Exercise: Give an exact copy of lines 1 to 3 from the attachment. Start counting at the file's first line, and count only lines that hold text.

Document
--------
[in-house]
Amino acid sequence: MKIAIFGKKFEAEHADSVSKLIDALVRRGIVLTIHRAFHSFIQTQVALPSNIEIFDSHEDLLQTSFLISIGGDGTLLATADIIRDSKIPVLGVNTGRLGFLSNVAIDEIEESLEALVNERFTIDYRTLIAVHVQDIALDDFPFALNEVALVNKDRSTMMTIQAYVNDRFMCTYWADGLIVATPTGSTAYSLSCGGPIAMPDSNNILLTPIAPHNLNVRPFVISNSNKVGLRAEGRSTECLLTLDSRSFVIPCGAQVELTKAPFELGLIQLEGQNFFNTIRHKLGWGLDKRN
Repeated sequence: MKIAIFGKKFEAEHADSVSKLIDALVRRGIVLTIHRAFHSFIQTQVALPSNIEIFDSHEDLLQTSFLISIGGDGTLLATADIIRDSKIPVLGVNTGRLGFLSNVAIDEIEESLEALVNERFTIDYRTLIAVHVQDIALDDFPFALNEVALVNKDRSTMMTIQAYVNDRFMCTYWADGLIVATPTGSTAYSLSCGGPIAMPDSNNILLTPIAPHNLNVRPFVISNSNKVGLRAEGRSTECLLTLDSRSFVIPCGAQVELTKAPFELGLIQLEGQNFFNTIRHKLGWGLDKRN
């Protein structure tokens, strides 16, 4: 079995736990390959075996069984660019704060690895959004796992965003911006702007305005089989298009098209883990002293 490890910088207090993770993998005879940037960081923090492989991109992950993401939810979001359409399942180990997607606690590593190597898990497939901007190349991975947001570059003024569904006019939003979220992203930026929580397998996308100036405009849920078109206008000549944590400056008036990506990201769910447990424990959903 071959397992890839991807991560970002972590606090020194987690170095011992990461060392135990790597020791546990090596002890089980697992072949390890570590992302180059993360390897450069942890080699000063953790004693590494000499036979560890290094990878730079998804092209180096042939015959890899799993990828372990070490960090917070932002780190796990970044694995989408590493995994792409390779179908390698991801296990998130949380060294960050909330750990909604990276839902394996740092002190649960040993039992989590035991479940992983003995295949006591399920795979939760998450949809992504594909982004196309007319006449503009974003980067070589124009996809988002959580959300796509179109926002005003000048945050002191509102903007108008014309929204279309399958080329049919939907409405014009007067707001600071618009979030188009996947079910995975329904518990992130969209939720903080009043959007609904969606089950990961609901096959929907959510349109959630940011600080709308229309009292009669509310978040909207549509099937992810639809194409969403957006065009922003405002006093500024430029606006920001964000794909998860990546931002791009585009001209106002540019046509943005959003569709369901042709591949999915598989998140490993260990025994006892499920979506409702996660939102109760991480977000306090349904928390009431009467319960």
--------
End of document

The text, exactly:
[in-house]
Amino acid sequence: MKIAIFGKKFEAEHADSVSKLIDALVRRGIVLTIHRAFHSFIQTQVALPSNIEIFDSHEDLLQTSFLISIGGDGTLLATADIIRDSKIPVLGVNTGRLGFLSNVAIDEIEESLEALVNERFTIDYRTLIAVHVQDIALDDFPFALNEVALVNKDRSTMMTIQAYVNDRFMCTYWADGLIVATPTGSTAYSLSCGGPIAMPDSNNILLTPIAPHNLNVRPFVISNSNKVGLRAEGRSTECLLTLDSRSFVIPCGAQVELTKAPFELGLIQLEGQNFFNTIRHKLGWGLDKRN
Repeated sequence: MKIAIFGKKFEAEHADSVSKLIDALVRRGIVLTIHRAFHSFIQTQVALPSNIEIFDSHEDLLQTSFLISIGGDGTLLATADIIRDSKIPVLGVNTGRLGFLSNVAIDEIEESLEALVNERFTIDYRTLIAVHVQDIALDDFPFALNEVALVNKDRSTMMTIQAYVNDRFMCTYWADGLIVATPTGSTAYSLSCGGPIAMPDSNNILLTPIAPHNLNVRPFVISNSNKVGLRAEGRSTECLLTLDSRSFVIPCGAQVELTKAPFELGLIQLEGQNFFNTIRHKLGWGLDKRN